Next up were four sets of the following: 50m regular swim, then 50 sprinting (freestyle) as hard as possible, following by 50 of gliding, i.e. swimming with relaxed long strokes. We had 20 seconds of rest between each 50.
Then there was the core set; the two fastest lanes had three sets of 400m -- the first was a timed 400 freestyle, followed by a minute rest, then a 400 freestyle with pullbuoy, another minute rest, and a 400 with fins.
The 'slowest' two lanes, which include me, only had to do the 400 pullbuoy and 400 fins.
I love swimming with a pullbuoy, and fins make it completely effortless. In our 25m pool, we had to count eight 50s of course, which can get a little more confusing than you'd think. It was a nice set.
As I was getting ready for the final 200 cooldown, Coach Roseline suggested I try a timed 400 freestyle as well. Erm, OK.
Thirty seconds later I was off on my first unassisted 400-metre swim in, well, forever. I focused on two things: keeping track of the laps and breathing as calmly as possible. I pushed myself and soon enough very much enjoyed the challenge. Having struggled with a running injury since late June, I have missed the pleasure and satisfaction that hard endurance efforts against the clock bring.
I had no idea of what lap times I was swimming; I can tell you my kilometre and mile pace for every race distance as a runner, but any references in the water are only held in my mind by half Ironman and full Ironman swim split times from races done in 2005 and earlier.
The final two 50s I tried to push a little harder; I could hear Coach Roseline yell encouragement each time I pushed off the side of the pool where she was timing me. The result was 7:31. Partly because I was tired from the effort, and partly because I don't recall doing any timed 400s before, I said I had no idea what that meant, as in, I had no reference point.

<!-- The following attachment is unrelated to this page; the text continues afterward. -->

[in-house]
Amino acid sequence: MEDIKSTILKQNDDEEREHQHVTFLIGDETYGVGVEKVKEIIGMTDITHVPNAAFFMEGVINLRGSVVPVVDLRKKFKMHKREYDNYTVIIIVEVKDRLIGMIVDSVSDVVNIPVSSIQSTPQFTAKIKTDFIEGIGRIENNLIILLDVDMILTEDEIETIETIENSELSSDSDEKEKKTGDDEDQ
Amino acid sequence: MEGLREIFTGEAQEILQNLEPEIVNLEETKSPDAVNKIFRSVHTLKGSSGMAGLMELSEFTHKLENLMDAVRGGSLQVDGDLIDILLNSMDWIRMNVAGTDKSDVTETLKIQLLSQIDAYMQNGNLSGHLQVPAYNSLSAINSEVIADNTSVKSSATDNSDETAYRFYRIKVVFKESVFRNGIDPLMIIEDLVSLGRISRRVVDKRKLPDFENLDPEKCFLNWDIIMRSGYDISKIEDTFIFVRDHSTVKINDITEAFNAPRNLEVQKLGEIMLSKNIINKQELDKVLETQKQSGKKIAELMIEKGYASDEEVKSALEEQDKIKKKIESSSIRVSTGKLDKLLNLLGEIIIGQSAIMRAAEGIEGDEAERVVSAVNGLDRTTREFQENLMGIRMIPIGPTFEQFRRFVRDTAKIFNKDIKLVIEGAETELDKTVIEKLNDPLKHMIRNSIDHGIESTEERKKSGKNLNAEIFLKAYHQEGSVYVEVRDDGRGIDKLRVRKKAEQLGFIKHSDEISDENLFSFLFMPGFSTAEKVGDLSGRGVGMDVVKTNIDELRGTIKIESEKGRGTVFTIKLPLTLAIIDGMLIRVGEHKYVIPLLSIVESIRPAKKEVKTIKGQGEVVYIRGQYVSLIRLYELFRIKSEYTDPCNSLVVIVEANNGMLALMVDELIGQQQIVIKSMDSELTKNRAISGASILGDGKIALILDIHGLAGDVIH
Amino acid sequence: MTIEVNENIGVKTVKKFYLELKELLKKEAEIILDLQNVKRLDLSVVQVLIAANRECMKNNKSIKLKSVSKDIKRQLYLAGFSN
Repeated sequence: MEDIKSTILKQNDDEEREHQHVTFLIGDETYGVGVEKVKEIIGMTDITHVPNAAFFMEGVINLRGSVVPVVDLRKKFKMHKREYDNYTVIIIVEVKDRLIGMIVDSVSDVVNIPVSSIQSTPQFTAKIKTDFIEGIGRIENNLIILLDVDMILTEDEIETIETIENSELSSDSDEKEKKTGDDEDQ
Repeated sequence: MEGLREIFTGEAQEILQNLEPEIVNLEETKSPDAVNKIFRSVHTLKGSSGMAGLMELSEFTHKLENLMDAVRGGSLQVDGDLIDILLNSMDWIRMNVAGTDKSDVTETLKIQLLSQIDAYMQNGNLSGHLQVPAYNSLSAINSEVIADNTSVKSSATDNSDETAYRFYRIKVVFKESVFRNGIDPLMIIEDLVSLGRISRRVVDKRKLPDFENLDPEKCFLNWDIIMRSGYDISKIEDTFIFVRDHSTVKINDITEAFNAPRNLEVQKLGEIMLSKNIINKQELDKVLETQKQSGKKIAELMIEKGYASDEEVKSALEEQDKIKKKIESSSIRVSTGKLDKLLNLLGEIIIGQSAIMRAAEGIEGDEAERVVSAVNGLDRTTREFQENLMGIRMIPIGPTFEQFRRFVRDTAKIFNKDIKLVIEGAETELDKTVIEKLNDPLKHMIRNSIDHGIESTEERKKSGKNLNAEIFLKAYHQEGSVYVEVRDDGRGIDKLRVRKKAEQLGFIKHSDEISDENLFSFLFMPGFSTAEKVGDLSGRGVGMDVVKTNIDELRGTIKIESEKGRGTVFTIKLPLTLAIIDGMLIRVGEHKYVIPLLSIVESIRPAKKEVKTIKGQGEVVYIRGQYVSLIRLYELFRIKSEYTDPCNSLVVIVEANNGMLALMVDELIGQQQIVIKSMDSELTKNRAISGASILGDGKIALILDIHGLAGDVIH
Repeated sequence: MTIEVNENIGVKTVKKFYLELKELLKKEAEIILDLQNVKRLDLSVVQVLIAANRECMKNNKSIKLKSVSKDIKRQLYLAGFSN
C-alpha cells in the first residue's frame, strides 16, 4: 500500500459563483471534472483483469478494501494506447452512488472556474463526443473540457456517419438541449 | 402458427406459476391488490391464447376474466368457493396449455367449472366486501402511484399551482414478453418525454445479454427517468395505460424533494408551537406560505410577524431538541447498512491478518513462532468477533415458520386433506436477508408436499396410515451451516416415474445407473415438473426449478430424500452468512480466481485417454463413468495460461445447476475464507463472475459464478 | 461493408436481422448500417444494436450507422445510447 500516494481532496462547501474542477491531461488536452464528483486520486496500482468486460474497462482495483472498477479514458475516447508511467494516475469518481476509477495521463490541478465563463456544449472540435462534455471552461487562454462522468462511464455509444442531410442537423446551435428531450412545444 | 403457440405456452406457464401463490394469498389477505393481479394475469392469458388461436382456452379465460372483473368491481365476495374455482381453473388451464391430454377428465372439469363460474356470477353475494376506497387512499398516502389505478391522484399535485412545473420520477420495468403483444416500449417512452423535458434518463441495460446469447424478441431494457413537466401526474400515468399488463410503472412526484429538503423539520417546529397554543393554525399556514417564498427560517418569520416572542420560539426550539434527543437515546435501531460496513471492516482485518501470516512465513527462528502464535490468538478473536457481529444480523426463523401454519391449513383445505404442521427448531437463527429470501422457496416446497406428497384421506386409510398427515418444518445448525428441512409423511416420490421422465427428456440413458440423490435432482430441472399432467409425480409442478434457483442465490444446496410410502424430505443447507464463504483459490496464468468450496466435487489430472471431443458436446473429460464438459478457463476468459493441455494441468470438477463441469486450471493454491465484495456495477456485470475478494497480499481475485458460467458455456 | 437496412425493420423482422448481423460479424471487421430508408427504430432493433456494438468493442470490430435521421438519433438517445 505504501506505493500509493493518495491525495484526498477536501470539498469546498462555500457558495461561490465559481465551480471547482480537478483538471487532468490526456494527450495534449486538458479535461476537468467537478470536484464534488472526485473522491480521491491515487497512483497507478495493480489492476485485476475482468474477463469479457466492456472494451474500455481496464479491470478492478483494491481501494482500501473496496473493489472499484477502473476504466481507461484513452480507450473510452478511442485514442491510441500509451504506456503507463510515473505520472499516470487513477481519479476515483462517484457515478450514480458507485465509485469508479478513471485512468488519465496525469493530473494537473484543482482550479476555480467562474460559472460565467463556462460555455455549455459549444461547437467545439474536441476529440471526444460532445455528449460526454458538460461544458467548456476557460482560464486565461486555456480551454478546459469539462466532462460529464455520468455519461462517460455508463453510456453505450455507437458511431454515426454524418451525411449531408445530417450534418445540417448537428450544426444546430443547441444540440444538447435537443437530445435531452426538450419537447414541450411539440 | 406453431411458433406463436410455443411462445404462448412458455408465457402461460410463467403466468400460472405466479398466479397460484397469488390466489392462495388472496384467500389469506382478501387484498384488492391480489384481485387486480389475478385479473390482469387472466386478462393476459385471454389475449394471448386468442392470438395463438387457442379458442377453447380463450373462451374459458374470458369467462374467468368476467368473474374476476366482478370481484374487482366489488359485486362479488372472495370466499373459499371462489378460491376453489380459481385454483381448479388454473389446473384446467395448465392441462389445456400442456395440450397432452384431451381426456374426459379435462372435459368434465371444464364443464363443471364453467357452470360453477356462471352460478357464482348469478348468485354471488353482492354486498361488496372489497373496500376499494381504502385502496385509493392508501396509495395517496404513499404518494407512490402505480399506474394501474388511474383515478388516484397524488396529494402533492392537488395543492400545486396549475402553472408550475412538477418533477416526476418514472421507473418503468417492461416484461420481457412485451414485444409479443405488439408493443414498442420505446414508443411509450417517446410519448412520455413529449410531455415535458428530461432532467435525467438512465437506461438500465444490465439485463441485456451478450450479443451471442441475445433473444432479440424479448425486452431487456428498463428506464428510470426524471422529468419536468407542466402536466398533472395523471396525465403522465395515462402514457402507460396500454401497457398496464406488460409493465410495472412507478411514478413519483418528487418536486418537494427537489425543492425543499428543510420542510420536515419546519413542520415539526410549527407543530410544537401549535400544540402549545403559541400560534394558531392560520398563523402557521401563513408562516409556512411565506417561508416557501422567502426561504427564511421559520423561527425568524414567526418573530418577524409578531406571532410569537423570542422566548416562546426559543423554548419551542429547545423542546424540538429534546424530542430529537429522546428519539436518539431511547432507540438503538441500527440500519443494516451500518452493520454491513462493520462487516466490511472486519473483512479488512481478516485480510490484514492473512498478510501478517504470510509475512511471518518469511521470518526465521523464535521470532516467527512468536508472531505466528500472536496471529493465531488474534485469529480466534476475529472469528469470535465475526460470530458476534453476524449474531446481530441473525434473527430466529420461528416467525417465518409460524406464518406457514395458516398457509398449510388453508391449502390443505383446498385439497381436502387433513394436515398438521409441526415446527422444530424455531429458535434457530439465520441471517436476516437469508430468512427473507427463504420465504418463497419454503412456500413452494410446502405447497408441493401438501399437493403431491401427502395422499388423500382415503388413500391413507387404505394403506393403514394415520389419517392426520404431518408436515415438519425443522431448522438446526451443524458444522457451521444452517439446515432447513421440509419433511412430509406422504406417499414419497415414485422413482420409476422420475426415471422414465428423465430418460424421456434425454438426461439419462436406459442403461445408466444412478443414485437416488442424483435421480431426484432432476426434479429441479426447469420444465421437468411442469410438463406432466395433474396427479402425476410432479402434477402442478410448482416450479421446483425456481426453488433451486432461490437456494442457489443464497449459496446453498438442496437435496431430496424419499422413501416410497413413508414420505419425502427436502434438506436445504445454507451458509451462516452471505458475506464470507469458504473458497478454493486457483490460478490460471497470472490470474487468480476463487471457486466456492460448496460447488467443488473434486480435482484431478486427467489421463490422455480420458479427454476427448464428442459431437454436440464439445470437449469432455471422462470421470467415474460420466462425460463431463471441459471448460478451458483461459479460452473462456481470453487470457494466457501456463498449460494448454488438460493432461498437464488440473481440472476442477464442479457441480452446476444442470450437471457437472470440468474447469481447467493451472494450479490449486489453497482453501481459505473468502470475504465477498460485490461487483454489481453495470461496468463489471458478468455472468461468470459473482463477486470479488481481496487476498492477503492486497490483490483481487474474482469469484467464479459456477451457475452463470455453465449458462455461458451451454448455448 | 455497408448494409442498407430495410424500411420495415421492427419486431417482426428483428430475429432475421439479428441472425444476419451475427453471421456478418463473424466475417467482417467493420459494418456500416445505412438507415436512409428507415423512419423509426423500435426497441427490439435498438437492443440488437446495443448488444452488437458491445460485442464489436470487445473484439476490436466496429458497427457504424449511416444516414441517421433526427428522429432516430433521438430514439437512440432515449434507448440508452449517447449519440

She said it was good because it meant I had kept it under 8 minutes, and the simple math of sub-60-second 50s occurred to me.
In a way it was harder to do the timed 400 after the other two (and the previous 750m) because I was a little tired and because I had just experienced the extra buoyancy and power of using the pullbuoy in one set and fins in the next, neither of which I could use in the timed set of course.
But it was also mentally easier because I had just felt how long it took to count eight 50s twice before, and by starting a little fatigued I had less energy to begin too fast.
I'm glad Coach Roseline encouraged me to do it. It's great to have a benchmark 400 time to work with, and aim at improving it over the next few months.
I also came across this neat comparison between 400m swim- and 1-mile run times on Let'sRun.com.
My best timed one-mile run is 5:42 (set in mid-2012), compared with 7:31 for my 400m swim, of course set yesterday. I look forward to narrowing the difference -- hopefully not just by having slowed down in my running in the layoff because of injury :-).
Tim has swum a sub-6-minute 400m (set in mid-2012 in, of all things, an 800m time trial where he covered the first 400 in 5:54 and the second in 5:59), while his fastest timed one-mile run is a 6:06, also done in mid-2012.
How do your 400m swim and 1-mile run times stack up? Worth testing, just for fun, if you haven't already.
|A welcome gift for new squad members|
You can find more info on the Squamish Titans here; the running program begins next Tuesday, details coming soon.